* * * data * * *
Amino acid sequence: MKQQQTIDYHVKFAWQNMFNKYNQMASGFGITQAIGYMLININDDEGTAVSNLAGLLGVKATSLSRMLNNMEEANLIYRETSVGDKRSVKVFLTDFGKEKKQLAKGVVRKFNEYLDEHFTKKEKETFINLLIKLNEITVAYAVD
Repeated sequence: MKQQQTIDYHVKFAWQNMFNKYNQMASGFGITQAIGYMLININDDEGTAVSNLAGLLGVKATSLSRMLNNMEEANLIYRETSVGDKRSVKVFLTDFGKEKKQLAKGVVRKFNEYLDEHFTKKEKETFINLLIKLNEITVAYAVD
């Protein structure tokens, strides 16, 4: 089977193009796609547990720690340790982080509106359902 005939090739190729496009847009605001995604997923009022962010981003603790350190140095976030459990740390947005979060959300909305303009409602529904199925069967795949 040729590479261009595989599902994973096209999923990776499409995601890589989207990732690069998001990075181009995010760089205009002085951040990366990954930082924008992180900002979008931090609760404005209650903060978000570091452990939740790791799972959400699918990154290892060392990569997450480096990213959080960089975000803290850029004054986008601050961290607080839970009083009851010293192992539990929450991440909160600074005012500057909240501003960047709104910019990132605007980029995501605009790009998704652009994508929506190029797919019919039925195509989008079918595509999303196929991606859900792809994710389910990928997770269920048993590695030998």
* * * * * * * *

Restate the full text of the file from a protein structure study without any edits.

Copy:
Amino acid sequence: MKQQQTIDYHVKFAWQNMFNKYNQMASGFGITQAIGYMLININDDEGTAVSNLAGLLGVKATSLSRMLNNMEEANLIYRETSVGDKRSVKVFLTDFGKEKKQLAKGVVRKFNEYLDEHFTKKEKETFINLLIKLNEITVAYAVD
Repeated sequence: MKQQQTIDYHVKFAWQNMFNKYNQMASGFGITQAIGYMLININDDEGTAVSNLAGLLGVKATSLSRMLNNMEEANLIYRETSVGDKRSVKVFLTDFGKEKKQLAKGVVRKFNEYLDEHFTKKEKETFINLLIKLNEITVAYAVD
């Protein structure tokens, strides 16, 4: 089977193009796609547990720690340790982080509106359902 005939090739190729496009847009605001995604997923009022962010981003603790350190140095976030459990740390947005979060959300909305303009409602529904199925069967795949 040729590479261009595989599902994973096209999923990776499409995601890589989207990732690069998001990075181009995010760089205009002085951040990366990954930082924008992180900002979008931090609760404005209650903060978000570091452990939740790791799972959400699918990154290892060392990569997450480096990213959080960089975000803290850029004054986008601050961290607080839970009083009851010293192992539990929450991440909160600074005012500057909240501003960047709104910019990132605007980029995501605009790009998704652009994508929506190029797919019919039925195509989008079918595509999303196929991606859900792809994710389910990928997770269920048993590695030998």